Author Topic: Special Snowflake Stories  (Read 5079040 times)

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Jones

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Re: Special Snowflake Stories
« Reply #22410 on: July 23, 2013, 05:09:51 PM »
I grew up that way, minus the sheepdog. And we aren't talking about toddlers here, but boys 8+ years old, perfectly capable of walking to school alone or crossing the street to a friend's house; much more dangerous really, but socially acceptable.

artk2002

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Re: Special Snowflake Stories
« Reply #22411 on: July 23, 2013, 05:14:21 PM »
Trying to decide if my friend Sarah is an SS.

Background:  Sarah lives on a five-acre farm.  She bought a sheepdog, not because she has sheep, but to help watch her two young sons (ten and eight).   Spot is an excellent sheepdog and is very good at shepherding the boys away from potential danger, such as the creek that runs through their property.    Another mother, Jane, recently brought her sons over to play and left for a while.   When she returned, she asked where the kids were.   Sarah said "Not sure, but I hear Spot barking, so they're not far."   Jane, appalled, said "YOU'RE not watching them?"   "No - Spot is.  She's very good at it.   The kids will be fine."    They WERE fine, but Jane gave Sarah heck and left, vowing never to let her kids play there again.    Sarah was alternately amused and indignant, saying that Jane was being ridiculous.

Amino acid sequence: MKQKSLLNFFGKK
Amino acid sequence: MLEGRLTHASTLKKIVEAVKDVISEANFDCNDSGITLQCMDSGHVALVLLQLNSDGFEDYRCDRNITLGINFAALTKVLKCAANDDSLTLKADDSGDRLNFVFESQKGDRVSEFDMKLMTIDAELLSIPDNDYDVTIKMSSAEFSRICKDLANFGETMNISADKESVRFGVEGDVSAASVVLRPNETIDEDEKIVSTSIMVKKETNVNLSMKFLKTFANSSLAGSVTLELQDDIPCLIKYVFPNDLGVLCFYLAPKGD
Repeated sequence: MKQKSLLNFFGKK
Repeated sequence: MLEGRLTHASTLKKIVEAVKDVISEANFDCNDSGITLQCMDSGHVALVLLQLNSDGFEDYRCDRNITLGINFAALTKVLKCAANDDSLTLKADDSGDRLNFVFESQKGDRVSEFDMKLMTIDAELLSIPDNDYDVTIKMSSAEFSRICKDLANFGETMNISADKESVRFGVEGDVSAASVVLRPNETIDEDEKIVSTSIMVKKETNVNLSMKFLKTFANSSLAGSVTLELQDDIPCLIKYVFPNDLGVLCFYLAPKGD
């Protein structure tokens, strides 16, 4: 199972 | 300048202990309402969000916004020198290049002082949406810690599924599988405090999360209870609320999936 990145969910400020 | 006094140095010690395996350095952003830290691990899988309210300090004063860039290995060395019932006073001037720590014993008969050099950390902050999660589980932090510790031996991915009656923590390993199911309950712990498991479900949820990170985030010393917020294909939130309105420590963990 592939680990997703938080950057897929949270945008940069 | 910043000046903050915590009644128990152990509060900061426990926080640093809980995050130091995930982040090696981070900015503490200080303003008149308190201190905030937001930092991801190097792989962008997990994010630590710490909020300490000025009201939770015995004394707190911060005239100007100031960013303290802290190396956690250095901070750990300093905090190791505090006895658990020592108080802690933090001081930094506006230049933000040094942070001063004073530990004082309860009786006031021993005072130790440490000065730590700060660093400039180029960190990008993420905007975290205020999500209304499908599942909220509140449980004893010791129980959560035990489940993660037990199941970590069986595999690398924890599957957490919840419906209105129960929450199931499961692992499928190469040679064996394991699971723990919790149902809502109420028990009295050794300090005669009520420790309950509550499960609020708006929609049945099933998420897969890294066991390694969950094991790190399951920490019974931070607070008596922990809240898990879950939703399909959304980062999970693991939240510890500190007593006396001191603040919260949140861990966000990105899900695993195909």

Thing is:   I'm kind of on Jane's side.   I'm sure Spot is amazing, but I wouldn't have been too happy if MY kids were roaming around a five-acre farm without an adult close by.   What do you think?

I think Sarah is doing just fine. Google "Free Range Kids." Being over-protective is just as bad for kids as being under-protective. Frankly, the sheep dog isn't even necessary. An 8yo and 10yo can keep themselves safe just fine without constant hovering.
Twenty years from now you will be more disappointed by the things that you didn't do than by the ones you did do. So throw off the bow lines. Sail away from the safe harbor. Catch the trade winds in your sails. Explore. Dream. Discover. -Mark Twain

Iris

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Re: Special Snowflake Stories
« Reply #22412 on: July 23, 2013, 05:50:04 PM »
Trying to decide if my friend Sarah is an SS.

Background:  Sarah lives on a five-acre farm.  She bought a sheepdog, not because she has sheep, but to help watch her two young sons (ten and eight).   Spot is an excellent sheepdog and is very good at shepherding the boys away from potential danger, such as the creek that runs through their property.    Another mother, Jane, recently brought her sons over to play and left for a while.   When she returned, she asked where the kids were.   Sarah said "Not sure, but I hear Spot barking, so they're not far."   Jane, appalled, said "YOU'RE not watching them?"   "No - Spot is.  She's very good at it.   The kids will be fine."    They WERE fine, but Jane gave Sarah heck and left, vowing never to let her kids play there again.    Sarah was alternately amused and indignant, saying that Jane was being ridiculous.